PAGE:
For every driver who has successfully made it into the hallowed grounds of Formula One, there are hundreds of unsung dreamers who tried but failed – Relegated to obscurity, never to be heard from again.
The odds are stacked against any who dare try: There are just 22 spots in the world, all currently taken by drivers who, somehow, found the perfect storm of fortune and opportunity to get to where they are today.
As acclaimed author Rye Barcott once penned the phrase: “Talent is universal; opportunity is not.”
But British driver Dan Wells is looking to change that, and he is the man with a plan to go about it.
Much has happened since the 22 year old Wells was introduced as one of Richland F1’s Rising Stars over a year ago. Now, the man hailing from humble Salisbury is calling Hong Kong his second home, and he’s determined to leverage the city’s status as one of the world’s premiere financial hubs to his advantage.
In June, Wells formed his own company, Dan Wells & Investors with the help of his father, Trevor Wells, and is selling a portion of his potential future earnings as a racing driver to anyone who is willing to take a gamble on him.
“This idea has been done before. Justin Wilson, Scott Dixon. It’s been done in Europe. It’s been done in America,” said Wells while seated at a restaurant in Lan Kwai Fong, well known as the core of Hong Kong’s entertainment and nightlife district. “It was done in ways which were slightly different – Slightly more limiting to investors.
“Basically, we’re selling 35% of the next 15 years of my future income, sponsorship, and endorsements. In return we need 4 to 5 million US dollars to make the business plan work.”
The major difference, said Wells, was that unlike the crowd-funded efforts that came before, his company is offering potential investors the possibility of limitless return on their investment.
“The opportunity itself is unrestricted,” explained Wells. “If the project makes 6000% over 15 years, the investor gets 6000%. If it makes 300%, then it’s 300%. But with other programs like Justin Wilson’s, the investors were limited to 100% return. So even if he made 5000%, they only got 100%, so this is a more attractive opportunity in that sense.”
Wells is banking on the allure and tangibility of motor racing, as well as its potential for networking in business, in order to entice investors to break out their cheque books.
Wells explained, “If you look at the alternative investment market, say art. You get 6 or 7% per annum on a piece of art work. If you appreciate art, that’s great. But that’s as far as it goes. However, to actually say you own a part of a racing driver – You come along on race weekends, you get hospitality, you’re able to market, you’re able to network with other high net worth individuals. You can touch it and watch it. it’s something that’s real. To be able to actually have that, it’s a big pull.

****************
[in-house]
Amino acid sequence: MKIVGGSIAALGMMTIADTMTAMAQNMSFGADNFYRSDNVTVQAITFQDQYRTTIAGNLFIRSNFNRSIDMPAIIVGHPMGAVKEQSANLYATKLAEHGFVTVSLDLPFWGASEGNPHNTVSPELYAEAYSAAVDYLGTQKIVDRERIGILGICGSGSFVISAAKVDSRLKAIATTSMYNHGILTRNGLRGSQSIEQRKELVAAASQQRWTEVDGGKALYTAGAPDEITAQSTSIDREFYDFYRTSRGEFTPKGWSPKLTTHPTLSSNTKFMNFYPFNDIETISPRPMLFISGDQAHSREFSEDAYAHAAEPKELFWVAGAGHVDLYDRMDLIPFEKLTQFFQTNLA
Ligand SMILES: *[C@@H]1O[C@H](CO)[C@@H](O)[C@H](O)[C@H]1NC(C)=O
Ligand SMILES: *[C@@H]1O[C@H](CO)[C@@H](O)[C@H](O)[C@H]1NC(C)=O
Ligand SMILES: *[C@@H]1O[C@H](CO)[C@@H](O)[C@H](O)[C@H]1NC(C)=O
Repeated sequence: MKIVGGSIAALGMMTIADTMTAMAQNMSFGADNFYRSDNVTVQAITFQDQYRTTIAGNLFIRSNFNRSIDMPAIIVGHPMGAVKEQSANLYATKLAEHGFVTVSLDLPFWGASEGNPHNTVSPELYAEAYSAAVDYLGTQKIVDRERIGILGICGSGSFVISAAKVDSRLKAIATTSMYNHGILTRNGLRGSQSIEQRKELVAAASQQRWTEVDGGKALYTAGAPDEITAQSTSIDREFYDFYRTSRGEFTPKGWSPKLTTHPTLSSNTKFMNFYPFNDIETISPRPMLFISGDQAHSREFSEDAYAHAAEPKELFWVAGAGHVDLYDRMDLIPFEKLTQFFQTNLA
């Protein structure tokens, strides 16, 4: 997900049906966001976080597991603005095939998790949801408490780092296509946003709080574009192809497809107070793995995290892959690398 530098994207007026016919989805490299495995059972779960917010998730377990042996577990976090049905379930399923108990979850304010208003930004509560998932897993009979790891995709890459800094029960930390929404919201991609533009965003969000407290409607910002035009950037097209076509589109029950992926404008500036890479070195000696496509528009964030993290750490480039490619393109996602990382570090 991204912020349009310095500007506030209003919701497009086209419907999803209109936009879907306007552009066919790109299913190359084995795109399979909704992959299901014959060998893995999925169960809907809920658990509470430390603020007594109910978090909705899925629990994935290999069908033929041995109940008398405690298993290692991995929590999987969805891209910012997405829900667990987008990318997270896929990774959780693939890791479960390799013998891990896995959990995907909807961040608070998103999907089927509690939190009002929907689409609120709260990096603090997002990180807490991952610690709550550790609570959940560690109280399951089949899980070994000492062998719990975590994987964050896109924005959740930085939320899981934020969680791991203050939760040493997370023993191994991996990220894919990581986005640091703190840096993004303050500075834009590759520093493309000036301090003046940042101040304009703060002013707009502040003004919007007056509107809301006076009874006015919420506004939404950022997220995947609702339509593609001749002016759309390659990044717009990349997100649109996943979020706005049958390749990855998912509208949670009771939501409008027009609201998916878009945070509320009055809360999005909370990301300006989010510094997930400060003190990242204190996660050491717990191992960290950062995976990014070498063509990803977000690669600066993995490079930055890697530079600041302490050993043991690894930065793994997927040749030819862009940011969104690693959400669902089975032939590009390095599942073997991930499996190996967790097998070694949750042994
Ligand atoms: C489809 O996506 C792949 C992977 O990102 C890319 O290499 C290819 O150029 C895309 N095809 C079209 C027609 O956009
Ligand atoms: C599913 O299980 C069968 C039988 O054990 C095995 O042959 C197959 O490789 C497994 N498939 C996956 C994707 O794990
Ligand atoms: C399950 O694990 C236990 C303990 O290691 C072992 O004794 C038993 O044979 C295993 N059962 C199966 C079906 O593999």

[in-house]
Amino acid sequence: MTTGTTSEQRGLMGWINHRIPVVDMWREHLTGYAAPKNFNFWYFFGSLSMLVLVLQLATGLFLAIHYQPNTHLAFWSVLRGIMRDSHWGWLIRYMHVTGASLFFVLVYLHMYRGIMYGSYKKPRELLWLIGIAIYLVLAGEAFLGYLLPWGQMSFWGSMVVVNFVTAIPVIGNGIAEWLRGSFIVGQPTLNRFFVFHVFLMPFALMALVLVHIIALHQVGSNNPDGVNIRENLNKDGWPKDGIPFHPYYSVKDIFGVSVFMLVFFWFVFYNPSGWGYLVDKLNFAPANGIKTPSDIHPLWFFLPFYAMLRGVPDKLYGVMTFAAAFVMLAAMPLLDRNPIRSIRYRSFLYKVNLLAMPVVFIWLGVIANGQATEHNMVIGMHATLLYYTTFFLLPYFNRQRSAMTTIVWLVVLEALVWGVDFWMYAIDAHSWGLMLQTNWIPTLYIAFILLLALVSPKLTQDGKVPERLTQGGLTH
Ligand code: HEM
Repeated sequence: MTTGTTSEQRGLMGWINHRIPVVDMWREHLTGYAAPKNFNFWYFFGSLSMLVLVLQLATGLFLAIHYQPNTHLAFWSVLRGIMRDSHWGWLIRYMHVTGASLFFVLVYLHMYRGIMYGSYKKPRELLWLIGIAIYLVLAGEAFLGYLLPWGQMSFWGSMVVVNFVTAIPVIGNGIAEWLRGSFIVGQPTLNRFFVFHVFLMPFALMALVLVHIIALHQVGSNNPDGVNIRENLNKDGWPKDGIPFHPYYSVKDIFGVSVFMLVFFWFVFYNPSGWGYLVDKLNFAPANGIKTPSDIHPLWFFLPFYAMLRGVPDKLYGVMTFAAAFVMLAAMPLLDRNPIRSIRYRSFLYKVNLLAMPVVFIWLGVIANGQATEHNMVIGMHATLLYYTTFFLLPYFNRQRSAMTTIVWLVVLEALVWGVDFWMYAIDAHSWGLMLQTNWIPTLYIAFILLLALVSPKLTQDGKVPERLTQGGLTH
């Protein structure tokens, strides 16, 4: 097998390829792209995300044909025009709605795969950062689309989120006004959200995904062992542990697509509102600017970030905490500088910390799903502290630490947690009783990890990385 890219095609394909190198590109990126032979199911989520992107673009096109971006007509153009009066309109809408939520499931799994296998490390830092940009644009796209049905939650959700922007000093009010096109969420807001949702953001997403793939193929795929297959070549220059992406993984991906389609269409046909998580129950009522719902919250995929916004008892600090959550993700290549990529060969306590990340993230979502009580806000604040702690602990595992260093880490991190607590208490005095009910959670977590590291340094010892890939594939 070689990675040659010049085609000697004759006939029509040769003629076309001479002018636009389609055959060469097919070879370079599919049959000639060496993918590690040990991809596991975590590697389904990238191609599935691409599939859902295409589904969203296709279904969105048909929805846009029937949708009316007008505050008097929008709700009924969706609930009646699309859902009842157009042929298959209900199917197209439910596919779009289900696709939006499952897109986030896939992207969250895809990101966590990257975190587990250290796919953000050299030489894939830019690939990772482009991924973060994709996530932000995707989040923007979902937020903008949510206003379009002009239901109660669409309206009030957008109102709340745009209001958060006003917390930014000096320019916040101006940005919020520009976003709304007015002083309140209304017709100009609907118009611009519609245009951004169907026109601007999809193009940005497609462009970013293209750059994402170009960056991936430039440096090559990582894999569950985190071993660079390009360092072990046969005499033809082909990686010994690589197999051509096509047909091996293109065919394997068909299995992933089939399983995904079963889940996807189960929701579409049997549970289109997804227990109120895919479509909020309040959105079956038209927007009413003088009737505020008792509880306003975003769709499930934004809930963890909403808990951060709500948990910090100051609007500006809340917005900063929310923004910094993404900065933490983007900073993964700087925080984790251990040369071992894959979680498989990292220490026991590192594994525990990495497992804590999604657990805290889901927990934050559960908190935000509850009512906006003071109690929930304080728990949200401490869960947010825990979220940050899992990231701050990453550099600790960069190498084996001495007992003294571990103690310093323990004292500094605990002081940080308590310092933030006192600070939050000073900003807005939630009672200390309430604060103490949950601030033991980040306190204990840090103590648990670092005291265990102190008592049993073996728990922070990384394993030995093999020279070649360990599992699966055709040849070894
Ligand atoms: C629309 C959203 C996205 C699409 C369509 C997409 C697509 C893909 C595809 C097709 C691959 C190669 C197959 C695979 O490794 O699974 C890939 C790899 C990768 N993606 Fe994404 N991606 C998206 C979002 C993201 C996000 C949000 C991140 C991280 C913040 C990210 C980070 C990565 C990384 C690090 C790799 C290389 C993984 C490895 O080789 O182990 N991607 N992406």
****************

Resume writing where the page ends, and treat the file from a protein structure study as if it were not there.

“From the passion investment side of things, if you can combine making money with something you love, that’s the best way to do it. There are higher risks involved with passion investments. I think the markets are doing very well at the moment, and it’s something I can see growing.”
The formula has served him well so far. In the space of a few months, Wells’s company had already raised enough capital to compete in the last two rounds of the Formula Masters China Series.
“I’ve been racing with one hand tied behind my back,” said Wells, “I understand you need to put a financial package together to enable yourself to compete, and I’m fed up with raising relatively small sums.”
“The whole thing about this is that I want to focus on driving. I’ve got the proper package around me now.”
The “proper” package included Force India’s former director of Business Affairs Ian Phillips, who is now Wells’s manager, and the founder of the Asia Bankers Club, Kingston Lai.
Having put in place the people to tend to the business and financial affairs of the company has allowed Wells to focus on what matters most – The task of driving.
“Last year I was working 16, 18 hour days, taking meetings, doing PR stuff,” admitted Wells. “This year I’ve managed to get my schedule to a point where I can train 5 to 6 days a week. With flying around everywhere it’s more difficult, but I’ve managed to get my training to a good point, which was better than last year.
“The position I want to be in is where I go to the gym, I focus on my diet, I’m in the simulator, and I’m driving. I don’t want to manage myself anymore.”
At a time when young drivers are flocking to Europe for a chance at Formula One, Wells is betting heavily on Asia as his gateway into the sport.
“We have a long term vision, coming through Asia, racing in Asia, doing things differently,” said Wells. “Everything I’ve done is a little bit different. I started racing relatively late, and coming to Asia at a time when Asian racing drivers are going to Europe is a weird scenario. However, the way I see it working, Asia is the place to be to get to where I want to be.”
Looking back at what he’s achieved in a relatively short amount of time, Wells had little clue back then on how he was going to set about realizing his dream, but credited his unwavering determination and self-belief as what carried him through.
“Knowing what I know now, I moved here to Hong Kong with the equivalent of about 850 British Pounds, which is enough to live for about three weeks, and I only knew one person. Did I know how I was going to do what I’ve done? No. Do I believe in what I could do? Yes. The main thing is belief. And work hard.”
Wells became pensive when asked whether he was surprised by his quick rise to success, but any doubt was swiftly displaced by his usual steely determination.
“Did I expect it? Yes. The vision of what is happening now, I’ve had the vision three or four years ago. It’s awesome to be living it.”